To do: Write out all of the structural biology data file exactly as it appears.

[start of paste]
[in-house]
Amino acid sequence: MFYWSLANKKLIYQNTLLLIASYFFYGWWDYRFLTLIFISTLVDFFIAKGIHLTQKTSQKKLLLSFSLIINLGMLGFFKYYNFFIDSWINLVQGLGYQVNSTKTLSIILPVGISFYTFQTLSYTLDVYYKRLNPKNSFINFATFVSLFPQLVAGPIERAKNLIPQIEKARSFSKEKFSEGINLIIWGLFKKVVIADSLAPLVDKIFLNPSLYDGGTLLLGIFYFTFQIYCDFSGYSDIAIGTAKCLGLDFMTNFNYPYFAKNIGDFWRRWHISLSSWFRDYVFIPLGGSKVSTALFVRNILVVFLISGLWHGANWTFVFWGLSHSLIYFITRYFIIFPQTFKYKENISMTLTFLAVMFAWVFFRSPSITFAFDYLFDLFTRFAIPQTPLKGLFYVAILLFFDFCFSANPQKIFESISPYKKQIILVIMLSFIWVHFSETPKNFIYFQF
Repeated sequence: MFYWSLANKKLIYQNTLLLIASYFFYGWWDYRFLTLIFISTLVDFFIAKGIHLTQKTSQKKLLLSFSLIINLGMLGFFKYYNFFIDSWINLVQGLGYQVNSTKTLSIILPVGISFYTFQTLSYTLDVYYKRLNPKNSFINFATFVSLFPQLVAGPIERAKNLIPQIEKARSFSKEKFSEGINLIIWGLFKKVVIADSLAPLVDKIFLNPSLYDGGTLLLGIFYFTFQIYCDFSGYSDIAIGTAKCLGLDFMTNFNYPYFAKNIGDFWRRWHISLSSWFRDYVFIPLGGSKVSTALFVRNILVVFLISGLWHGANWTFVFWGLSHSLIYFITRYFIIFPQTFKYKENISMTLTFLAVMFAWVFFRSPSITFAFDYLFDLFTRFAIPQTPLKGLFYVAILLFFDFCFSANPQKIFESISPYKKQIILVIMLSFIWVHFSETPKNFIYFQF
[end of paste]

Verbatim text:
[in-house]
Amino acid sequence: MFYWSLANKKLIYQNTLLLIASYFFYGWWDYRFLTLIFISTLVDFFIAKGIHLTQKTSQKKLLLSFSLIINLGMLGFFKYYNFFIDSWINLVQGLGYQVNSTKTLSIILPVGISFYTFQTLSYTLDVYYKRLNPKNSFINFATFVSLFPQLVAGPIERAKNLIPQIEKARSFSKEKFSEGINLIIWGLFKKVVIADSLAPLVDKIFLNPSLYDGGTLLLGIFYFTFQIYCDFSGYSDIAIGTAKCLGLDFMTNFNYPYFAKNIGDFWRRWHISLSSWFRDYVFIPLGGSKVSTALFVRNILVVFLISGLWHGANWTFVFWGLSHSLIYFITRYFIIFPQTFKYKENISMTLTFLAVMFAWVFFRSPSITFAFDYLFDLFTRFAIPQTPLKGLFYVAILLFFDFCFSANPQKIFESISPYKKQIILVIMLSFIWVHFSETPKNFIYFQF
Repeated sequence: MFYWSLANKKLIYQNTLLLIASYFFYGWWDYRFLTLIFISTLVDFFIAKGIHLTQKTSQKKLLLSFSLIINLGMLGFFKYYNFFIDSWINLVQGLGYQVNSTKTLSIILPVGISFYTFQTLSYTLDVYYKRLNPKNSFINFATFVSLFPQLVAGPIERAKNLIPQIEKARSFSKEKFSEGINLIIWGLFKKVVIADSLAPLVDKIFLNPSLYDGGTLLLGIFYFTFQIYCDFSGYSDIAIGTAKCLGLDFMTNFNYPYFAKNIGDFWRRWHISLSSWFRDYVFIPLGGSKVSTALFVRNILVVFLISGLWHGANWTFVFWGLSHSLIYFITRYFIIFPQTFKYKENISMTLTFLAVMFAWVFFRSPSITFAFDYLFDLFTRFAIPQTPLKGLFYVAILLFFDFCFSANPQKIFESISPYKKQIILVIMLSFIWVHFSETPKNFIYFQF